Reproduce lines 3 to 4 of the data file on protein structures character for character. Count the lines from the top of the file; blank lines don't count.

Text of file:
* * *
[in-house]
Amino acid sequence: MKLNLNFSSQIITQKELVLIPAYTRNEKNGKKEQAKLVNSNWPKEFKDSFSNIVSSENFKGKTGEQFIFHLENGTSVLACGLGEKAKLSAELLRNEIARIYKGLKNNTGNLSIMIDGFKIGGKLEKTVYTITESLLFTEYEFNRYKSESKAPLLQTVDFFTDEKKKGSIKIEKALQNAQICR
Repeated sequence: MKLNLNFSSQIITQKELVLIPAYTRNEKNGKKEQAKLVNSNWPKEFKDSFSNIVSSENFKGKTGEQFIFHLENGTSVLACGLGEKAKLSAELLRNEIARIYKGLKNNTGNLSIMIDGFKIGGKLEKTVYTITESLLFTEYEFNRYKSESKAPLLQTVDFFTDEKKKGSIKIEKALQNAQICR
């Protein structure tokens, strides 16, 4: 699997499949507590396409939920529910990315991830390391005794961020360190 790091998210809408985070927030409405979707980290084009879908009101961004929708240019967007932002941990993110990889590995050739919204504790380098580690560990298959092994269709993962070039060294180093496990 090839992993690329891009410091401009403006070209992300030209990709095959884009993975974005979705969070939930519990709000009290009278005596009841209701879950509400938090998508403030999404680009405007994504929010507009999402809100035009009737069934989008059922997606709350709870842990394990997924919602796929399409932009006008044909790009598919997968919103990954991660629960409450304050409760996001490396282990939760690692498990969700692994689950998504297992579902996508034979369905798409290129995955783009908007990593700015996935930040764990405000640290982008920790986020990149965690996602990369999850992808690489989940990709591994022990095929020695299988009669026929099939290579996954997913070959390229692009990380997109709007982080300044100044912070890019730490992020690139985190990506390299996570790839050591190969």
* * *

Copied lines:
Repeated sequence: MKLNLNFSSQIITQKELVLIPAYTRNEKNGKKEQAKLVNSNWPKEFKDSFSNIVSSENFKGKTGEQFIFHLENGTSVLACGLGEKAKLSAELLRNEIARIYKGLKNNTGNLSIMIDGFKIGGKLEKTVYTITESLLFTEYEFNRYKSESKAPLLQTVDFFTDEKKKGSIKIEKALQNAQICR
């Protein structure tokens, strides 16, 4: 699997499949507590396409939920529910990315991830390391005794961020360190 790091998210809408985070927030409405979707980290084009879908009101961004929708240019967007932002941990993110990889590995050739919204504790380098580690560990298959092994269709993962070039060294180093496990 090839992993690329891009410091401009403006070209992300030209990709095959884009993975974005979705969070939930519990709000009290009278005596009841209701879950509400938090998508403030999404680009405007994504929010507009999402809100035009009737069934989008059922997606709350709870842990394990997924919602796929399409932009006008044909790009598919997968919103990954991660629960409450304050409760996001490396282990939760690692498990969700692994689950998504297992579902996508034979369905798409290129995955783009908007990593700015996935930040764990405000640290982008920790986020990149965690996602990369999850992808690489989940990709591994022990095929020695299988009669026929099939290579996954997913070959390229692009990380997109709007982080300044100044912070890019730490992020690139985190990506390299996570790839050591190969």